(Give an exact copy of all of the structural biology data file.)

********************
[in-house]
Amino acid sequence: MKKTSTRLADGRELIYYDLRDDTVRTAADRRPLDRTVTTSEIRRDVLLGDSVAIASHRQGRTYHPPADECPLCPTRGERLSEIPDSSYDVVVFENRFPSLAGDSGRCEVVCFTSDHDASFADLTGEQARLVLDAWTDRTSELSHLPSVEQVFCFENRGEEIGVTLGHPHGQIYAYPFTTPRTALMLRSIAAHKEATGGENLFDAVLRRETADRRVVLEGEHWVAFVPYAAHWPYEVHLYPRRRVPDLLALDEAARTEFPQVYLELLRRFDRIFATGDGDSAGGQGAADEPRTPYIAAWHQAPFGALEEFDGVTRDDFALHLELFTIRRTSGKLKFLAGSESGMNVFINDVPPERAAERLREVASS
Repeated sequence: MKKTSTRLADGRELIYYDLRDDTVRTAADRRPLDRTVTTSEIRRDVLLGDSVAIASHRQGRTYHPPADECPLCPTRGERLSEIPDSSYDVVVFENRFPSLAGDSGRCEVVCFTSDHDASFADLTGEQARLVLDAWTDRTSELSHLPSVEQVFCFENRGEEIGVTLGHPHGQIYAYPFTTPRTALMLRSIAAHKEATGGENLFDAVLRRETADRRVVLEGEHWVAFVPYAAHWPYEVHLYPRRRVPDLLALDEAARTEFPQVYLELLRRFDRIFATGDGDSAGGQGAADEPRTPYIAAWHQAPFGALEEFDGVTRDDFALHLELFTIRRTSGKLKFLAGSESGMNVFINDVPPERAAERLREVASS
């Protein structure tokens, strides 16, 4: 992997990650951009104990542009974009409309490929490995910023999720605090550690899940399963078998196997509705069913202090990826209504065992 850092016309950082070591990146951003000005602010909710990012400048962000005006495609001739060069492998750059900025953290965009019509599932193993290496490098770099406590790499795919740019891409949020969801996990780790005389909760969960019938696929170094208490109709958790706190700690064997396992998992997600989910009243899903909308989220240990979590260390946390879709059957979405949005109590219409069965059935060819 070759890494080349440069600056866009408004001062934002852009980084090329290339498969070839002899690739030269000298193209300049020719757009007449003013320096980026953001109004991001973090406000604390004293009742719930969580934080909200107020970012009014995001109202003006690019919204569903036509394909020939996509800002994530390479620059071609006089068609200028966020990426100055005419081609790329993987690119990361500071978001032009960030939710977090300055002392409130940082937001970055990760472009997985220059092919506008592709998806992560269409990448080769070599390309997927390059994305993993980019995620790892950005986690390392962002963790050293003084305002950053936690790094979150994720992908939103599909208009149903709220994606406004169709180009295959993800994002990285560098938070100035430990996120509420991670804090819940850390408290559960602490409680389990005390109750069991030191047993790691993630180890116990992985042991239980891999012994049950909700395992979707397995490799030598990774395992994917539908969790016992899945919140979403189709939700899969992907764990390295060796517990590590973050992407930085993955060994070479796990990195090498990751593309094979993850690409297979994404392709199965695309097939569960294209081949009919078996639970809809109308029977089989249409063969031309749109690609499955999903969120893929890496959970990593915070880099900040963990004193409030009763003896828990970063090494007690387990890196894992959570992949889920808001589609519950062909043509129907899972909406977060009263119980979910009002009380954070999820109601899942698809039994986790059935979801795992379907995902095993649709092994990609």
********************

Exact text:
[in-house]
Amino acid sequence: MKKTSTRLADGRELIYYDLRDDTVRTAADRRPLDRTVTTSEIRRDVLLGDSVAIASHRQGRTYHPPADECPLCPTRGERLSEIPDSSYDVVVFENRFPSLAGDSGRCEVVCFTSDHDASFADLTGEQARLVLDAWTDRTSELSHLPSVEQVFCFENRGEEIGVTLGHPHGQIYAYPFTTPRTALMLRSIAAHKEATGGENLFDAVLRRETADRRVVLEGEHWVAFVPYAAHWPYEVHLYPRRRVPDLLALDEAARTEFPQVYLELLRRFDRIFATGDGDSAGGQGAADEPRTPYIAAWHQAPFGALEEFDGVTRDDFALHLELFTIRRTSGKLKFLAGSESGMNVFINDVPPERAAERLREVASS
Repeated sequence: MKKTSTRLADGRELIYYDLRDDTVRTAADRRPLDRTVTTSEIRRDVLLGDSVAIASHRQGRTYHPPADECPLCPTRGERLSEIPDSSYDVVVFENRFPSLAGDSGRCEVVCFTSDHDASFADLTGEQARLVLDAWTDRTSELSHLPSVEQVFCFENRGEEIGVTLGHPHGQIYAYPFTTPRTALMLRSIAAHKEATGGENLFDAVLRRETADRRVVLEGEHWVAFVPYAAHWPYEVHLYPRRRVPDLLALDEAARTEFPQVYLELLRRFDRIFATGDGDSAGGQGAADEPRTPYIAAWHQAPFGALEEFDGVTRDDFALHLELFTIRRTSGKLKFLAGSESGMNVFINDVPPERAAERLREVASS
């Protein structure tokens, strides 16, 4: 992997990650951009104990542009974009409309490929490995910023999720605090550690899940399963078998196997509705069913202090990826209504065992 850092016309950082070591990146951003000005602010909710990012400048962000005006495609001739060069492998750059900025953290965009019509599932193993290496490098770099406590790499795919740019891409949020969801996990780790005389909760969960019938696929170094208490109709958790706190700690064997396992998992997600989910009243899903909308989220240990979590260390946390879709059957979405949005109590219409069965059935060819 070759890494080349440069600056866009408004001062934002852009980084090329290339498969070839002899690739030269000298193209300049020719757009007449003013320096980026953001109004991001973090406000604390004293009742719930969580934080909200107020970012009014995001109202003006690019919204569903036509394909020939996509800002994530390479620059071609006089068609200028966020990426100055005419081609790329993987690119990361500071978001032009960030939710977090300055002392409130940082937001970055990760472009997985220059092919506008592709998806992560269409990448080769070599390309997927390059994305993993980019995620790892950005986690390392962002963790050293003084305002950053936690790094979150994720992908939103599909208009149903709220994606406004169709180009295959993800994002990285560098938070100035430990996120509420991670804090819940850390408290559960602490409680389990005390109750069991030191047993790691993630180890116990992985042991239980891999012994049950909700395992979707397995490799030598990774395992994917539908969790016992899945919140979403189709939700899969992907764990390295060796517990590590973050992407930085993955060994070479796990990195090498990751593309094979993850690409297979994404392709199965695309097939569960294209081949009919078996639970809809109308029977089989249409063969031309749109690609499955999903969120893929890496959970990593915070880099900040963990004193409030009763003896828990970063090494007690387990890196894992959570992949889920808001589609519950062909043509129907899972909406977060009263119980979910009002009380954070999820109601899942698809039994986790059935979801795992379907995902095993649709092994990609």